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I Forge Iron


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    East Virginia, USA

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  1. Thanks again, Biggundoctor. I'll post back up when I know more.
  2. Thank you for the replies, fellas. I'll try heating and quenching to see what I get. If it's "1075 Cr1" as mentioned in the link above, would that be useable for a plane iron? It's a little thick for a scraper...
  3. Hello, all, I did a search and didn't find my answer. I'm always scrounging for steel for my welding/blacksmithing/woodworking projects, and in a pile of refuse from (apparently) a barn that burned down, I found a carbide-tipped 10" circular saw blade. The plate of the blade was warped from the heat, so I'm assuming that any heat treating that the plate had is no longer there – but the carbide teeth were all still on the blade, so apparently it didn't get hot enough to melt the bronze used to attach the teeth – so I'm assuming it didn't get hot enough to ruin the steel. I'm considering using the steel plate to make a scraper for woodworking and/or possibly a plane iron blade – if the steel would be suitable for this, and if I can successfully reharden and temper the steel. (For a cabinet scraper, generally, you file a 45° bevel on the edge, then hone it on 1500 grit until you get a burr, then roll over the burr with a HSS burnisher, and this creates the "hook" that does the cutting when scraping. For a plane iron, typically you might grind it on waterstones up to 4000 grit on a 30° or 35° bevel.) For whatever it's worth, a Google search turned up this page: http://www.harrissawing.com/circular-saw-manufacturing-process/ Which said that (at least for their own blades): "For tungsten carbide tipped saws a high chrome, high carbon steel is used (1075 Cr1). " Anyway, does anyone have any idea what type of steel I might have, and/or how I might quench and temper it for my purposes? Thanks in advance for any help.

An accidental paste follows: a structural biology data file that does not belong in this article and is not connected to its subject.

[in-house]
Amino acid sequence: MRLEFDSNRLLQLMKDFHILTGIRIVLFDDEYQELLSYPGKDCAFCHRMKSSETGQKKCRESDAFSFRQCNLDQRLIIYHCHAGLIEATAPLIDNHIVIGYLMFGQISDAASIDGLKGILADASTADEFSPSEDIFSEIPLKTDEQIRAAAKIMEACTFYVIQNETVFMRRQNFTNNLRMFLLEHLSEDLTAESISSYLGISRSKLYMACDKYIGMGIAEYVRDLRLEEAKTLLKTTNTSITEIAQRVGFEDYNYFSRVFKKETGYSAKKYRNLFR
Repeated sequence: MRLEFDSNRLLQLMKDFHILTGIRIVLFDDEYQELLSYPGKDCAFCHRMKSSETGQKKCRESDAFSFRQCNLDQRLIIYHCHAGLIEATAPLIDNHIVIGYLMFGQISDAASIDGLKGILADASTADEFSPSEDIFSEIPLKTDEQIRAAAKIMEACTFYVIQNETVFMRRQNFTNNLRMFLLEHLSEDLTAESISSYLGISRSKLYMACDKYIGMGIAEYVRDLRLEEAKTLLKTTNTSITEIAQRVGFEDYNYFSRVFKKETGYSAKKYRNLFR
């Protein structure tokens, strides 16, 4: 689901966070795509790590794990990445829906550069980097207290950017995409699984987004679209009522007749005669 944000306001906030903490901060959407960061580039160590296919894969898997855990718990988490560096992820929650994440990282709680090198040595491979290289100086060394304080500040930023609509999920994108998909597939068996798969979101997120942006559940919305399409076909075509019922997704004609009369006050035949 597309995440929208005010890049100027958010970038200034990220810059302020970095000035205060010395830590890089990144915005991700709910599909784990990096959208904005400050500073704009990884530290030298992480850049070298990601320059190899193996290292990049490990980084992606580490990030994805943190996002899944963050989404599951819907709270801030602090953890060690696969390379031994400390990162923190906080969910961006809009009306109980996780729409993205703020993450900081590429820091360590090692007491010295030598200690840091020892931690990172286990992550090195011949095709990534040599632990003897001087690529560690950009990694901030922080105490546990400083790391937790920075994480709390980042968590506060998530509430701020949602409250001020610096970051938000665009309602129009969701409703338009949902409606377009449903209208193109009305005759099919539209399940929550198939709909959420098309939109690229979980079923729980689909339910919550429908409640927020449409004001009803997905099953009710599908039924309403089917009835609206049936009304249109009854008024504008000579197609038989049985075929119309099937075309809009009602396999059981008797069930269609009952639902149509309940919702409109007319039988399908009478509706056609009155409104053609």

4. Thanks for the replies, guys. Steve, sorry for the terrible terminology. I guess I should have said "temper" rather than retemper, but since the spring was (I assume) quenched and tempered once already, I was calling it a "retemper" but I guess since by then I would have quenched it again (re-quenched?), it would be a "temper" – not a "retemper." Again, my apologies. JNewman, thanks, air hardening is probably the best bet. Thanks for the tips. Biggundoctor, I didn't know about that spring temper wire. Unfortunately, no good suppliers around here, and shipping from online (if I could even find what I want online, and I can't) would be prohibitively expensive. Frosty, thanks. Hadn't thought of the valve spring. I'll look around in my junk pile. FWIW, it's not an issue of "pulling the rope all the way out to the stop" – the issue is, it's a Stihl 660 with a 7hp motor, and sometimes it pops and wants to rip your hand off...which I guess is why Stihl makes "Elastostart" handles that absorb some of that shock...but I'd rather make something than buy it... Thanks again.
  5. Hello, all, I'm sure this has been discussed at length, but searching doesn't find much. I need a compression coil spring about 1/2" OD x 1-3/4" long which compresses closed with a load of about 35-50# for a chainsaw pull-start shock absorber. (I know they sell them but I want to make one with a spring.) Was thinking of using the steel from a larger-diameter spring for spring stock, heating until I could form it around a suitable sized rod mandrel, then quench and retemper. Is there a down and dirty way of doing this, especially the retemper? I've heard of using molten lead as a temp regulator but would like something easier. Does a kitchen oven get hot enough to retemper your typical small coil spring? Thanks in advance for any help.